The European Space Agency (ESA) is sending a rover into space in 2020 to examine the surface of Mars for signs of life. This rover is equipped a high-resolution camera developed in Switzerland, and researchers from the University of Basel are currently testing its operation in an artificial Martian landscape.
The aim of the joint European/Russian mission ExoMars is to search for possible signs of present or past life on Mars. The rover’s onboard equipment will comprise the Close-Up Imager (CLUPI), a camera for taking high-resolution close-up shots in color.
CLUPI is attached to the outside of the rover and is used as a magnifying glass, so to speak, for studying rocks and core samples.
Researchers from the University of Basel are currently simulating the camera’s operation at the Technologiezentrum Witterswil.
The geographer Nikolaus Kuhn from the University of Basel is part of the science team in charge of CLUPI. Before the camera sets off on its nine-month journey to Mars in 2020, it is undergoing intensive testing and optimization work.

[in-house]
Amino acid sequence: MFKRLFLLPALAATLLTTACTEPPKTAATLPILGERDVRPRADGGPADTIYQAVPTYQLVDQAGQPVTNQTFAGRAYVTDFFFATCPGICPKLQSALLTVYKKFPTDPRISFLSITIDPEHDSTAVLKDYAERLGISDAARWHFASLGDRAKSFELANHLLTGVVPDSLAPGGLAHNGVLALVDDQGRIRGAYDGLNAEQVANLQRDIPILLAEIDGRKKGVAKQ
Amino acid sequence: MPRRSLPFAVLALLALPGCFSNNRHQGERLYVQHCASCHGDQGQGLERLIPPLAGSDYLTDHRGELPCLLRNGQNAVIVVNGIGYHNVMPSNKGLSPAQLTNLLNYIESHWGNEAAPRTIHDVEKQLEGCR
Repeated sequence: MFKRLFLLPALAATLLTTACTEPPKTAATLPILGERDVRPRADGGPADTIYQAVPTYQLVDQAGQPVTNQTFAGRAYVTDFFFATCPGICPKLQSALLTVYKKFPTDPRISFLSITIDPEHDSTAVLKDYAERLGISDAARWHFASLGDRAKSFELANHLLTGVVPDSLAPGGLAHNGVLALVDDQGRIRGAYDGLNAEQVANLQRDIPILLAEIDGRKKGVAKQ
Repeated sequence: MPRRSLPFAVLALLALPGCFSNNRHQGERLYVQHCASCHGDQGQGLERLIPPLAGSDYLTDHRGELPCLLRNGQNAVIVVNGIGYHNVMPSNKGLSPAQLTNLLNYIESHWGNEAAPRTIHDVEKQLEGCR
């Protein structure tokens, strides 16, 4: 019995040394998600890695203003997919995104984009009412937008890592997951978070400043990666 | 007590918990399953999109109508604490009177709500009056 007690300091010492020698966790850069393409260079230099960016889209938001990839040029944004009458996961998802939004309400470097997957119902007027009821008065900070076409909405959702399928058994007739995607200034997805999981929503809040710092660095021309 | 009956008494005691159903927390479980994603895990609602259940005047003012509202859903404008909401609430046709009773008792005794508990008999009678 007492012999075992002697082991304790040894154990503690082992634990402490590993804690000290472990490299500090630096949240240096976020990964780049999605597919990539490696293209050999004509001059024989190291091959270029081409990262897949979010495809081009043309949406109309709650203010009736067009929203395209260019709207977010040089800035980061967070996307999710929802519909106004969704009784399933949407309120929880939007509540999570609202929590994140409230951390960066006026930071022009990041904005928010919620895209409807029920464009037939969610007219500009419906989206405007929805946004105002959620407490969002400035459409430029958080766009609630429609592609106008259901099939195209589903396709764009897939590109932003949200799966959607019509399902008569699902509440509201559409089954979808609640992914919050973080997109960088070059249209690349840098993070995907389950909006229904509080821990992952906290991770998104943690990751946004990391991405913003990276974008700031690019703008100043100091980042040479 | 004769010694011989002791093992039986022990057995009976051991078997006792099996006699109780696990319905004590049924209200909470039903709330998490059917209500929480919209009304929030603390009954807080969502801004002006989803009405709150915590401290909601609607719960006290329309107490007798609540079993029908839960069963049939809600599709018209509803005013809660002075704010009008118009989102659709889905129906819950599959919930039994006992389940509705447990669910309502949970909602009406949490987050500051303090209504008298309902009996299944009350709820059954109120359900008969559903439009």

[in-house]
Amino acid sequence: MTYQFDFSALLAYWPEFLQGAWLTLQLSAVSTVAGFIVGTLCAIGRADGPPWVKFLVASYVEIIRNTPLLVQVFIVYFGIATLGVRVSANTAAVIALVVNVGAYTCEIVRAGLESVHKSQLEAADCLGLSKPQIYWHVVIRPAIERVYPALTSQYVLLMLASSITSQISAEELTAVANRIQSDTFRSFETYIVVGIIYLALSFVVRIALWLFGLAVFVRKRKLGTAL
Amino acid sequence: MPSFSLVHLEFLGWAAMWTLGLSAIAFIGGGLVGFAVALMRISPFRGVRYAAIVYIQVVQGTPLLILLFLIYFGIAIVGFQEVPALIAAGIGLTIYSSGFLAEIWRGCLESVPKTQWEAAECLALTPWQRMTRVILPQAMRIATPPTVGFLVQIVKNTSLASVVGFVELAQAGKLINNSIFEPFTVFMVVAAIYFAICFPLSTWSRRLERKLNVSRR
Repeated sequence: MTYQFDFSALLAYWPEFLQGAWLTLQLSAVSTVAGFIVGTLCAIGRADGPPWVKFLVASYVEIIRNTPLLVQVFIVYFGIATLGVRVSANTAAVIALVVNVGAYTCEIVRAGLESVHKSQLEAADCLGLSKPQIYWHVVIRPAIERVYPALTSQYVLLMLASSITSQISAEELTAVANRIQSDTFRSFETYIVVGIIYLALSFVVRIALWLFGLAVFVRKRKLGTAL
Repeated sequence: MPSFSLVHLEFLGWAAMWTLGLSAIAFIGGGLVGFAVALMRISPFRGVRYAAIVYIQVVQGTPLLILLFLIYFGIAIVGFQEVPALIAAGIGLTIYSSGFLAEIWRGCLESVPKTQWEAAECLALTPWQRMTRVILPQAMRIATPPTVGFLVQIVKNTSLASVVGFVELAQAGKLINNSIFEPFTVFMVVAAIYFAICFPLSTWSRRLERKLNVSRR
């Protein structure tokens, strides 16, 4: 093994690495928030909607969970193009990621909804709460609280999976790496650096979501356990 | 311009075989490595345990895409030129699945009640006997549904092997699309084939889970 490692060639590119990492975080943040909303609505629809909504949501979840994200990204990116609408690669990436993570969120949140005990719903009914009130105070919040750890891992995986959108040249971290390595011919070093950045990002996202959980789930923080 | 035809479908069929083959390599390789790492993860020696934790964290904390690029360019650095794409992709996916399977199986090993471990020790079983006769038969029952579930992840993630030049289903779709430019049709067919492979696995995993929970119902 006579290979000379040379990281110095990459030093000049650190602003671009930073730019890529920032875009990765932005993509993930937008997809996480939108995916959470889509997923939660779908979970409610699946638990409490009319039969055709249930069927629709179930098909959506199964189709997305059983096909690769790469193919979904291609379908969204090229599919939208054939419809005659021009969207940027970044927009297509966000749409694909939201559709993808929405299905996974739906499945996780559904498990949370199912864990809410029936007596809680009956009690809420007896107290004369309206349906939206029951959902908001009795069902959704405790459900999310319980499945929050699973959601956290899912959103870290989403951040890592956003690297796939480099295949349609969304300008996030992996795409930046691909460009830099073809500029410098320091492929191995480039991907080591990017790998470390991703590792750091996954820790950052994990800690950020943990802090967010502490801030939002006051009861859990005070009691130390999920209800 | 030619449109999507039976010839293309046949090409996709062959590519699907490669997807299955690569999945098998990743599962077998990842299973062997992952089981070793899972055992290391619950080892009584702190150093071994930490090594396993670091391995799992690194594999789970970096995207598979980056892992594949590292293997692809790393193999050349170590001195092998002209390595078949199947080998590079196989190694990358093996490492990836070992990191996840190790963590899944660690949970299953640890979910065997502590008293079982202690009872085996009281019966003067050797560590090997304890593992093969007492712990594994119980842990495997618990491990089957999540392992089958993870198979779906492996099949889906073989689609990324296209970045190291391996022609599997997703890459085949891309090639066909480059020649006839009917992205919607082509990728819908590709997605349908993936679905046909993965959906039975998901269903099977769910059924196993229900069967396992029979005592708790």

Professor Nikolaus Kuhn, said while explaining the procedure, “We’re attempting to simulate operation on Mars.”
To this end, he and his team have created an artificial Martian landscape.
He added, “We call the testing ground the Martian garden – it provides a landscape closely resembling the Martian surface over an area of approximately 30 square meters.”
The team uses sediments, rocks, and appropriate light sources to simulate the rover’s working environment on Mars.
Kuhn states, “For example, these models and the Martian landscape allow us to test how the rover casts shadows, what distance CLUPI needs to be from the surface, or how long it takes to take a detailed photograph of the surface of a rock.”
Although both the rover and the camera are still only working models, the Basel-based scientists know where the camera will be installed and how it will be positioned relative to the surface.
As a member of the CLUPI science team, however, Kuhn is not only involved in the run-up to the mission. He will also be one of the first to receive and analyze the data once the rover has begun its investigations on Mars.
The geoscientist says, “Of course, this direct access to the data is extremely exciting for us – we’re at the forefront and can help to decide what the project studies.”
The mission is set to land on March 19, 2021. Until then, Kuhn and his colleagues will have to make do with the Martian garden in Witterswil.